What is Epidemiologic Transition?


The epidemiologic transition refers to relatively constant patterns of changes in patterns of disease as societies develop. It used to be thought that the epidemiological transition was an unidirectional process, beginning when infectious diseases were predominant and ending when noncommunicable diseases dominated the causes of death. However, it has become apparent that this transition is more complex and dynamic. The health and disease patterns of a society evolve in assorted ways as a result of demographic, socioeconomic, technological, cultural, environmental and biological changes. It is rather a continuous transformation process, with some diseases disappearing and others appearing or re-emerging. This also indicates that the process is not unidirectional. A reversal of the trend sometimes occurs. There are some examples, such as the emergence of new infectious diseases like AIDS, and the increase in infections that were previously controlled, such as tuberculosis and dengue fever.

The early theory of health transitions in populations became popularized by Abdel Omran. His 1971 essay on epidemiologic transitions in societies outlined five determinants in relation to the transitions. He considered the factors to be ecobiological, socioeconomic, phychological, medical technology, and public health. Omran also classified the transitions into classical, accelerated, and contemporary. The classical transition being the progression from high mortality and fertility to low mortality and fertility. The accelerated transition refers to a rapid decline in mortality rate. The contemporary transition is characterized as slow and unsteady decline in mortality, yet with high fertility rates which equates to population growth.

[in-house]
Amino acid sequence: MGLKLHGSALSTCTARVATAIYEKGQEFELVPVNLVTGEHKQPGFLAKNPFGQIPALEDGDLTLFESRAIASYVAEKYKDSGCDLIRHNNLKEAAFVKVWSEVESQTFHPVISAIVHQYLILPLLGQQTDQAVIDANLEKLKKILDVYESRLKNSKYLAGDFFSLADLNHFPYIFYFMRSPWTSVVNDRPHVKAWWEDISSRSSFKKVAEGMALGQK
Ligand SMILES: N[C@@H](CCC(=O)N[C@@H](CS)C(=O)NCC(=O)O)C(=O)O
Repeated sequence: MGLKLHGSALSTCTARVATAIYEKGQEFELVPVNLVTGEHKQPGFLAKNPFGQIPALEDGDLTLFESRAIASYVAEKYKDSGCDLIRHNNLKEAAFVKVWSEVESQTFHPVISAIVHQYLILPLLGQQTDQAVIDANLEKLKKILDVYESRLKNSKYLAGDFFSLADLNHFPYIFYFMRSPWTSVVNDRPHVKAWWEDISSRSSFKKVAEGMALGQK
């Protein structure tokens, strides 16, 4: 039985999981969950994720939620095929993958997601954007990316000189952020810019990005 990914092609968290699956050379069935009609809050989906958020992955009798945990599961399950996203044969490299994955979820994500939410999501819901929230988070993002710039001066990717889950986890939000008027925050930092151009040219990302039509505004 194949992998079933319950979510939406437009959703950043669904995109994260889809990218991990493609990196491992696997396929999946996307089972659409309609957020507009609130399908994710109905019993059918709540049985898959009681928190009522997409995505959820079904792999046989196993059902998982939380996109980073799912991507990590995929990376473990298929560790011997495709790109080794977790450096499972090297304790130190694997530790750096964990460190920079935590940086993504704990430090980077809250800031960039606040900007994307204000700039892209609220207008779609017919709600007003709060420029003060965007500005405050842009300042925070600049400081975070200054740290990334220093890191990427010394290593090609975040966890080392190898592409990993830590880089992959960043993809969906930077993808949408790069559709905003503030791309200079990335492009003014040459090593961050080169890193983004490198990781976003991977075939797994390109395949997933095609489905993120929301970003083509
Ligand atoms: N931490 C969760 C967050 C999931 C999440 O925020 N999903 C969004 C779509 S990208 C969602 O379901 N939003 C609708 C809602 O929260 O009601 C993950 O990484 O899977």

It is also important to note that several stages of transition may overlap in the same country. For example, the decline in infectious diseases may be slow or inactive among some sectors of the population while noncommunicable diseases may be increasing rapidly in another part of the same population. This is still happening in many societies of the Eastern Mediterranean Region where the less wealthy sectors have a high incidence of infectious diseases among children while the more affluent sectors show completely different patterns of illness.

References: Cappuccio, Francesco P. Epidemiological Transition, Migration, and Cardiovascular Disease. International Journal of Epidemiology, Volume 33, Number 2, pp. 387-388. http://ije.oxfordjournals.org/cgi/content/full/33/2/387.

Questions:

1.The epidemiologic transition refers to constant patterns of changes in patterns of disease as develop.
A) relationships
B) government
C) society
D) humans
(Answer: C)

2.The health and disease patterns are NOT a result of:
A) governmental
B) cultural
C) technological
D) demographic
(Answer: A)

3. T/F The decline in infectious diseases may be slow or inactive among some sectors of the population.
(Answer: True)